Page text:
Homer: In this case, it’s 100 plus your age. If you are 70 and your top blood pressure number is 170— forget about pills and just relax like I do with a doughnut and a cigarette. Anyways, who wants to live to be 90? I figure "live fast, die young," and avoid five or 10 years in a nursing home.
Well I hope this has cleared up any misconceptions you may have about food, exercise, diets and health. Now go back to watching TV and have a cookie.
Dr. O’Keefe Responds:
Homer, what can I say? You are a poster boy for the 21st century American diet and lifestyle. I will concede that dark chocolate and red wine contain more antioxidants than most vegetables. Indeed, a little alcohol is good for you, but just because beer is sold in six-packs, doesn’t mean that a standard-sized serving is six cans. When you go with the flow of mainstream America today, you will find yourself “up a creek” before long. We know how to reinvigorate your life and rejuvenate your heart, but it does not involve taking the path of least resistance. Instead, take the path less traveled today – the one upon which you hike or run; and thrive by eating the natural whole foods for which you are genetically designed. This is the path to a fitter, stronger, healthier, and happier you.
And about that “finite number of heartbeats theory” – nonsense! If you treat your ticker right, it is good for 4 billion beats or more (enough to get you through 10 decades of life, while exercising every day). Your heart, like your mind and the rest of your body, will rust up from not enough exercise and too much stress, long before it will wear out from overuse. Homer, do you want to know who wants to live to be 90 years old? A vigorous 89-year-old like my patient Paul who still walks daily with his dog, enjoys cheering for the Chiefs and travels around the country with his wife visiting family and friends. He confided to me last month that his ambition in life is to live to be 100 and then be murdered by a jealous husband.
As for blood pressure, the top number should be less than 130 regardless of how many candles are on your birthday cake. Weight? You can ‘guesstimate’ that your ideal weight should be not more than 20 pounds over what it was when you graduated (or in your case Homer, when you dropped out) from high school. Your BMI (weight divided by height) is 31 which places you in the obese category, so Homer you either need to lose that spare tire around your waist or grow about 9 inches taller. Speaking of your waist, it should be less than 40 inches for men and less than 35 inches for women. And Homer, your waist is not way down there below your belly where you wear your belt. No, your waist is the part of your body that enters the doorway first when you walk into a room. Yeah, up there closer to your belly button!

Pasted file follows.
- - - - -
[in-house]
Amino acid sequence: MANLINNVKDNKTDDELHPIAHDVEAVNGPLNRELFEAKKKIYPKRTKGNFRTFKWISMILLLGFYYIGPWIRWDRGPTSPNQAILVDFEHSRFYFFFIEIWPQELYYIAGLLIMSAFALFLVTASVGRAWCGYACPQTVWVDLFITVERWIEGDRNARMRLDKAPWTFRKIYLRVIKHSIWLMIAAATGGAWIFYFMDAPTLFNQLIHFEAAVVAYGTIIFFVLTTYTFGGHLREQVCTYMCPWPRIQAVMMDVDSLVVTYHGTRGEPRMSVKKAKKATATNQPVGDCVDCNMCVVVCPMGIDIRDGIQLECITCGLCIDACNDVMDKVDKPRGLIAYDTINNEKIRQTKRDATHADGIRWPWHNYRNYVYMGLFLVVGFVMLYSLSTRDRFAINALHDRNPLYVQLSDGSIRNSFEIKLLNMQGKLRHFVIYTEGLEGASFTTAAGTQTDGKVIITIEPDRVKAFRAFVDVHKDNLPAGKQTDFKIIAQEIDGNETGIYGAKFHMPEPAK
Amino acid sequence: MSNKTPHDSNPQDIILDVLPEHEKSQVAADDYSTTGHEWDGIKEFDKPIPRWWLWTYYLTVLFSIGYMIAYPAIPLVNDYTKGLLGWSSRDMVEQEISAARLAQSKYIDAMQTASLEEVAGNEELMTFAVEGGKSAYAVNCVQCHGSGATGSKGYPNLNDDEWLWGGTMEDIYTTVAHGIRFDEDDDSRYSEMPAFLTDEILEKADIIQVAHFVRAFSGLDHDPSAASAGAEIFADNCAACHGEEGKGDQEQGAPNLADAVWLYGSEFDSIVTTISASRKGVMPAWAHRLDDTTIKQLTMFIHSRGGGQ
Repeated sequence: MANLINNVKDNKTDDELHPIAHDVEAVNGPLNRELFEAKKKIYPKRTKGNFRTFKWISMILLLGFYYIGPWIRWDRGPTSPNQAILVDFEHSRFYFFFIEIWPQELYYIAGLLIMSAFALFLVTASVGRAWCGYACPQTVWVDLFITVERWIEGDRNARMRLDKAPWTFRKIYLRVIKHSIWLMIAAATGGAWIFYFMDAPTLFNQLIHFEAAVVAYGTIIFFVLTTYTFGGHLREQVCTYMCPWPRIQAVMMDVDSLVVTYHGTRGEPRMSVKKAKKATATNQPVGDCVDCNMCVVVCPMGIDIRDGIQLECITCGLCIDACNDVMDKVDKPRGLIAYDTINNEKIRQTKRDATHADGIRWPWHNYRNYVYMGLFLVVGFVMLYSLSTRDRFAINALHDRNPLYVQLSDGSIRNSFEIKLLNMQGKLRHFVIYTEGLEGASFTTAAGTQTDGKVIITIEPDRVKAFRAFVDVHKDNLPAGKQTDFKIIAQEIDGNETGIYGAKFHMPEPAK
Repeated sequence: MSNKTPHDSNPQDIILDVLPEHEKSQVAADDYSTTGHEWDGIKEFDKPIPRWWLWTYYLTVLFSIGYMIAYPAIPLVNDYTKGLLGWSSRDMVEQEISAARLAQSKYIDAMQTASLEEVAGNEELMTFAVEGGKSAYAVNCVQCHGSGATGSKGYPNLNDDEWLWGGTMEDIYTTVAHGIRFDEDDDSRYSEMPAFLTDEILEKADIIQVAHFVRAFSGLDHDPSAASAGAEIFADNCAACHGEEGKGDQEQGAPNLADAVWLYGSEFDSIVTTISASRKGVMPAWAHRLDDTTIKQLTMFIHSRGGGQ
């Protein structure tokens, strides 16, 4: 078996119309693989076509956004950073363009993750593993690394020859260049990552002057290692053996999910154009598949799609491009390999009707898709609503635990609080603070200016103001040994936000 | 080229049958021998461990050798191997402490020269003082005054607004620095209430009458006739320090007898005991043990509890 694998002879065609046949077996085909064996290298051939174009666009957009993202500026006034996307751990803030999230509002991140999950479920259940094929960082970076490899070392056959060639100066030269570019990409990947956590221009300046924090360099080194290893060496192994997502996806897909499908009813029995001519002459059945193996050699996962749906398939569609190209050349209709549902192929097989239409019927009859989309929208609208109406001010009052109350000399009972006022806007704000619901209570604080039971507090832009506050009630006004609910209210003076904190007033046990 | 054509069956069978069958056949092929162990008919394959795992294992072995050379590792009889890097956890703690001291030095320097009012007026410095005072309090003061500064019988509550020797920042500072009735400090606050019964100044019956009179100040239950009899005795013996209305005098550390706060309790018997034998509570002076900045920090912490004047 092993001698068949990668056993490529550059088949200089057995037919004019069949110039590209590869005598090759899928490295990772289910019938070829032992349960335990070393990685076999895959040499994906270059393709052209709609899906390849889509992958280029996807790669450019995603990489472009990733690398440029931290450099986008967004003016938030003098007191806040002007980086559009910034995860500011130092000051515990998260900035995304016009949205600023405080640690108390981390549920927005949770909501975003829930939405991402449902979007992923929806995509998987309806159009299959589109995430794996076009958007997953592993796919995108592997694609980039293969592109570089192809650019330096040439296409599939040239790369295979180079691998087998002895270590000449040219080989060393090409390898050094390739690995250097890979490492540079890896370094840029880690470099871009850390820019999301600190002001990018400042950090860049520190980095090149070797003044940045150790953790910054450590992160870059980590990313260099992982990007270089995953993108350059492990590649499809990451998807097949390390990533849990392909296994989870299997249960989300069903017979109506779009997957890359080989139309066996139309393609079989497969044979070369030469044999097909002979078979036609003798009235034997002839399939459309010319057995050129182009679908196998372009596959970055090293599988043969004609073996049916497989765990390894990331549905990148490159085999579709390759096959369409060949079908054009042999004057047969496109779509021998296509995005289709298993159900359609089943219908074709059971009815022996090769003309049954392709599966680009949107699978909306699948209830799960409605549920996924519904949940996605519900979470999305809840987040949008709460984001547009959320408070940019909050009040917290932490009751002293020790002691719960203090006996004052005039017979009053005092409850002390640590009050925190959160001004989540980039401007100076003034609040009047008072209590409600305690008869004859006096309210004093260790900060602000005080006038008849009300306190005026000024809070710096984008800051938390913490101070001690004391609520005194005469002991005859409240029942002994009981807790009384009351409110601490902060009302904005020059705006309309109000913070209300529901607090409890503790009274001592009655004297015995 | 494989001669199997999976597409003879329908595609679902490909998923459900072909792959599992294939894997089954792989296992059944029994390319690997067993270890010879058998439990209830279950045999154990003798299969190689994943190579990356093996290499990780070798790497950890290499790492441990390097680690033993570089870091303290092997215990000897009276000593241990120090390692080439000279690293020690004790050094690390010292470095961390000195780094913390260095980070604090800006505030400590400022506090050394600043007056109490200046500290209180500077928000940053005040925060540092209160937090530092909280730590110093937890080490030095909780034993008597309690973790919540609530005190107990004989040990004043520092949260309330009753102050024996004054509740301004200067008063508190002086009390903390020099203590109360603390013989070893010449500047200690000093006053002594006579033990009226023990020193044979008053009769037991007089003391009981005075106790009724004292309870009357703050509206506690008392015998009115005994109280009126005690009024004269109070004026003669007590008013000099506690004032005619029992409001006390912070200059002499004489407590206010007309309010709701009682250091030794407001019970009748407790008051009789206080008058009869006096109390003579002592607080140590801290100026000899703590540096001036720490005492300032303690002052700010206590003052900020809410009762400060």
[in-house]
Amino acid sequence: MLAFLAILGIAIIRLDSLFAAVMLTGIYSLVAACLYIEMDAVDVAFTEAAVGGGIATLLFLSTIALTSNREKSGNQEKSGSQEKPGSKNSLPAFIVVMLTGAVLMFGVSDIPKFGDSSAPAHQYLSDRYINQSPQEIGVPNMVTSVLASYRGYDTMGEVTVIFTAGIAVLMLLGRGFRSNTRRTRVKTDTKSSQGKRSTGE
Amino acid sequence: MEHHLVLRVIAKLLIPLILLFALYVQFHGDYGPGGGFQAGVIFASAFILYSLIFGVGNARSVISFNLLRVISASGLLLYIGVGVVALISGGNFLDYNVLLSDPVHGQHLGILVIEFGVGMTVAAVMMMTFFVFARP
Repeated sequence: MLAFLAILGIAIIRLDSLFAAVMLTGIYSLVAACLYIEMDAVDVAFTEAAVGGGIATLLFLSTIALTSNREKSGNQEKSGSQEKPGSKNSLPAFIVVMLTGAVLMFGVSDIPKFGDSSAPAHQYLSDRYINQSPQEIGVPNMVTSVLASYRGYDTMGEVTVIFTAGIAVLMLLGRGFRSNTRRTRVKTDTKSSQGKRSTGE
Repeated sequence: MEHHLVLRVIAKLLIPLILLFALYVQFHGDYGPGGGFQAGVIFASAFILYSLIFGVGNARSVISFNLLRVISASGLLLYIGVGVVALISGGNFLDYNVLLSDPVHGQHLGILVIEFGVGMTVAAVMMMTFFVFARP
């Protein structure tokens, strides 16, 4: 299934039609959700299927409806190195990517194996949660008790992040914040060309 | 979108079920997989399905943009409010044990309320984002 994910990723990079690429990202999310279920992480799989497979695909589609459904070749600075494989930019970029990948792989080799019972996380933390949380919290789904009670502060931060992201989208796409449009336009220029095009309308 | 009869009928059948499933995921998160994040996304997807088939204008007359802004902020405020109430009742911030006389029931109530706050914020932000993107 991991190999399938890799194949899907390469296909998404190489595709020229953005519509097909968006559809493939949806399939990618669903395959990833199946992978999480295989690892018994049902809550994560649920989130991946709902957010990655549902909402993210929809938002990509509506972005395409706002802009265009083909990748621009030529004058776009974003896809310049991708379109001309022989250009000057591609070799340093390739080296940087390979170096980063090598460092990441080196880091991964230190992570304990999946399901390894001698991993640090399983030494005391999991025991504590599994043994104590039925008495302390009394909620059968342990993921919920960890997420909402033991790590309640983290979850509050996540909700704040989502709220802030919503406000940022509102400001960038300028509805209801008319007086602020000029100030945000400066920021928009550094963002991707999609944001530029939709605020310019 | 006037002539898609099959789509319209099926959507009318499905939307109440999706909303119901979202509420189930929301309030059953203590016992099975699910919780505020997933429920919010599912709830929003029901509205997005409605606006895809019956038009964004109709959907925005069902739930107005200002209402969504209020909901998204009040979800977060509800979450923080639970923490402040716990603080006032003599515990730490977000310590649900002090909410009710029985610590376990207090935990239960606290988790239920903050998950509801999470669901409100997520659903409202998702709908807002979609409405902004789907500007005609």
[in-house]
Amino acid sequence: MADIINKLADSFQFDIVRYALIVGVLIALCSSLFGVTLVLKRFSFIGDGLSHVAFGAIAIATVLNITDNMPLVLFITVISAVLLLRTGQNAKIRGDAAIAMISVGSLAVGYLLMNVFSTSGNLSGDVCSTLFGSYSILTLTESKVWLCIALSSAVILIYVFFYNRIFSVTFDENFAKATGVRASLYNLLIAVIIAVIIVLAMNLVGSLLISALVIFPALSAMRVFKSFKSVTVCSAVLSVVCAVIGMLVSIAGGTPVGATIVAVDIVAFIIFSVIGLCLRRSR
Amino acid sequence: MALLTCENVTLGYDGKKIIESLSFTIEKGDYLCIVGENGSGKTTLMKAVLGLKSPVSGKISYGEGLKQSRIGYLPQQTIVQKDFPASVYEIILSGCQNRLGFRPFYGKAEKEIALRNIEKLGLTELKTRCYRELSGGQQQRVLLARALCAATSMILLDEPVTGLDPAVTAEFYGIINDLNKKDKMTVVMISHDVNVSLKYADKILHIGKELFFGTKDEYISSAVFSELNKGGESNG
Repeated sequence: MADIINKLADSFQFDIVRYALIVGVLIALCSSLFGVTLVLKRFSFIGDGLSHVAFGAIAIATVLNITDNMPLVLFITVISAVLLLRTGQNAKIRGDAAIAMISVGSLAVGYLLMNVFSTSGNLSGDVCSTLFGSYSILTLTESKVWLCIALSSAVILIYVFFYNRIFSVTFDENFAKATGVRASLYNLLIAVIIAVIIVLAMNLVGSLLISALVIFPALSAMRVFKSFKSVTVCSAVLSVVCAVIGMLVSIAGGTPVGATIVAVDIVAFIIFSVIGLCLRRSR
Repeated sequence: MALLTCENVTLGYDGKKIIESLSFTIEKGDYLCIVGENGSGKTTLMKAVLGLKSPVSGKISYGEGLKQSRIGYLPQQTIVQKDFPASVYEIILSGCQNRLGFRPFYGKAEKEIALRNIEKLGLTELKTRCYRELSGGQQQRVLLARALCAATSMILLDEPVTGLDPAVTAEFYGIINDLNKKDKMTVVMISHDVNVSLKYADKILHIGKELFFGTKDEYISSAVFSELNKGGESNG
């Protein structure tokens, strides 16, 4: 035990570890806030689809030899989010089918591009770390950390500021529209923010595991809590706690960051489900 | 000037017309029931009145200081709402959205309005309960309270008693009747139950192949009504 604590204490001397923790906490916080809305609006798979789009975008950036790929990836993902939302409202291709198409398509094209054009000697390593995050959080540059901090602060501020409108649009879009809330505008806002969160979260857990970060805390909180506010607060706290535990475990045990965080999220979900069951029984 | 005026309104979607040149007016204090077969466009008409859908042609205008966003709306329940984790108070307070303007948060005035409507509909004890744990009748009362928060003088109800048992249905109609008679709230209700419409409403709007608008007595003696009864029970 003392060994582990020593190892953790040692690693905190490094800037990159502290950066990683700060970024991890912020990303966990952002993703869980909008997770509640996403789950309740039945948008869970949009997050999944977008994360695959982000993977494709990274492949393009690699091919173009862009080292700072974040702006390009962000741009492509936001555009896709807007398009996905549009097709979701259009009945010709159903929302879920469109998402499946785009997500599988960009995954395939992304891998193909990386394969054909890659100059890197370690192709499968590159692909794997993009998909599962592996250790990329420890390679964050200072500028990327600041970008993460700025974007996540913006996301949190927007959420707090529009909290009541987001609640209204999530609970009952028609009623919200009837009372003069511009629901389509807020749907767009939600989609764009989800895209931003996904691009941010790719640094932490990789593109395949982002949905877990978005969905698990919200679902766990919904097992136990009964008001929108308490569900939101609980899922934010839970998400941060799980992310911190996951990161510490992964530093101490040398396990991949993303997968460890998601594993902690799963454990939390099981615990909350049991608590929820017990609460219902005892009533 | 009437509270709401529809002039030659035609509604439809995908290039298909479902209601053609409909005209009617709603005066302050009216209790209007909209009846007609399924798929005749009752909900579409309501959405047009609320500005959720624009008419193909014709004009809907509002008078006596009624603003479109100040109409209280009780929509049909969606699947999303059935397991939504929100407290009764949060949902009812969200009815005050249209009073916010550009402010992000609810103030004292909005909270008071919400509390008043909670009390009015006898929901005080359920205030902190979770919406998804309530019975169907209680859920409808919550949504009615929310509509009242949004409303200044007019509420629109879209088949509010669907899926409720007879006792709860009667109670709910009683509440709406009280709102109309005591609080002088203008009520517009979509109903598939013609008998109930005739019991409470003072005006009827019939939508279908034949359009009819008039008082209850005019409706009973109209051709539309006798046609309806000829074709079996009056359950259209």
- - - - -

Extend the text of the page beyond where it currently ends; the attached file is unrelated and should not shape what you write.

So go ahead and rationalize about why your junk food diet is okay, and joke about the fact that the only exercise you get is walking to the frig and back during commercials. But your body doesn’t understand excuses; it only suffers and deteriorates while you kid yourself into thinking “if everybody in America lives this way, how bad can it be?”
Source: Free Articles from ArticlesFactory.com
ABOUT THE AUTHOR
Dr. James O’Keefe is a practicing preventive cardiologist at Cardiovascular Consultants of the Saint Luke’s Mid-America Heart Institute located in Kansas City, MO. He is actively involved with clinical research, has published over 200 peer-reviewed manuscripts, and is the lead author of several books including The Forever Young Diet & Lifestyle.